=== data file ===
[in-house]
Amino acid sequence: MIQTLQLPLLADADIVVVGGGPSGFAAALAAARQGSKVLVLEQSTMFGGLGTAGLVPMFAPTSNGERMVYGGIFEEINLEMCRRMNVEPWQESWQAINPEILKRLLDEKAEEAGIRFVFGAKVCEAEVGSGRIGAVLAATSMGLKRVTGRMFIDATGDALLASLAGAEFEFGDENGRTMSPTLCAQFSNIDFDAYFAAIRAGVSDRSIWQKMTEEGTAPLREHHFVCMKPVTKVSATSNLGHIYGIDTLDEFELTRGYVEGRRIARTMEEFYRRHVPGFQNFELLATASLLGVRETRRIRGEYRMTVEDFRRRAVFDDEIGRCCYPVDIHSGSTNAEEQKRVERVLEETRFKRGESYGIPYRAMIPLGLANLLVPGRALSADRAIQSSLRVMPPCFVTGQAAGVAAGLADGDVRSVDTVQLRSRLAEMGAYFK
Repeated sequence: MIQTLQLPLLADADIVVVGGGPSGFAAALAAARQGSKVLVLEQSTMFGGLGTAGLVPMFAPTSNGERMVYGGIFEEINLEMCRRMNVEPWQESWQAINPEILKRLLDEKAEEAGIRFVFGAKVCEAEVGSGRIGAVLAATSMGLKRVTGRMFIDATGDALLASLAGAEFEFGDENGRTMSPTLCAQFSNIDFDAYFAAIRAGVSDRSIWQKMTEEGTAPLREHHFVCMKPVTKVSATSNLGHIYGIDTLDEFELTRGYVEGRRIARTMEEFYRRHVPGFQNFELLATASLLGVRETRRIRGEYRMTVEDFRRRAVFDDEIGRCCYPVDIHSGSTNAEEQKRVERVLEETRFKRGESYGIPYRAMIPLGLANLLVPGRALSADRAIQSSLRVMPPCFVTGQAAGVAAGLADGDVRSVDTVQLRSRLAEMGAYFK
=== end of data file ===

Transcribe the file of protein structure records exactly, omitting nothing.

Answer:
[in-house]
Amino acid sequence: MIQTLQLPLLADADIVVVGGGPSGFAAALAAARQGSKVLVLEQSTMFGGLGTAGLVPMFAPTSNGERMVYGGIFEEINLEMCRRMNVEPWQESWQAINPEILKRLLDEKAEEAGIRFVFGAKVCEAEVGSGRIGAVLAATSMGLKRVTGRMFIDATGDALLASLAGAEFEFGDENGRTMSPTLCAQFSNIDFDAYFAAIRAGVSDRSIWQKMTEEGTAPLREHHFVCMKPVTKVSATSNLGHIYGIDTLDEFELTRGYVEGRRIARTMEEFYRRHVPGFQNFELLATASLLGVRETRRIRGEYRMTVEDFRRRAVFDDEIGRCCYPVDIHSGSTNAEEQKRVERVLEETRFKRGESYGIPYRAMIPLGLANLLVPGRALSADRAIQSSLRVMPPCFVTGQAAGVAAGLADGDVRSVDTVQLRSRLAEMGAYFK
Repeated sequence: MIQTLQLPLLADADIVVVGGGPSGFAAALAAARQGSKVLVLEQSTMFGGLGTAGLVPMFAPTSNGERMVYGGIFEEINLEMCRRMNVEPWQESWQAINPEILKRLLDEKAEEAGIRFVFGAKVCEAEVGSGRIGAVLAATSMGLKRVTGRMFIDATGDALLASLAGAEFEFGDENGRTMSPTLCAQFSNIDFDAYFAAIRAGVSDRSIWQKMTEEGTAPLREHHFVCMKPVTKVSATSNLGHIYGIDTLDEFELTRGYVEGRRIARTMEEFYRRHVPGFQNFELLATASLLGVRETRRIRGEYRMTVEDFRRRAVFDDEIGRCCYPVDIHSGSTNAEEQKRVERVLEETRFKRGESYGIPYRAMIPLGLANLLVPGRALSADRAIQSSLRVMPPCFVTGQAAGVAAGLADGDVRSVDTVQLRSRLAEMGAYFK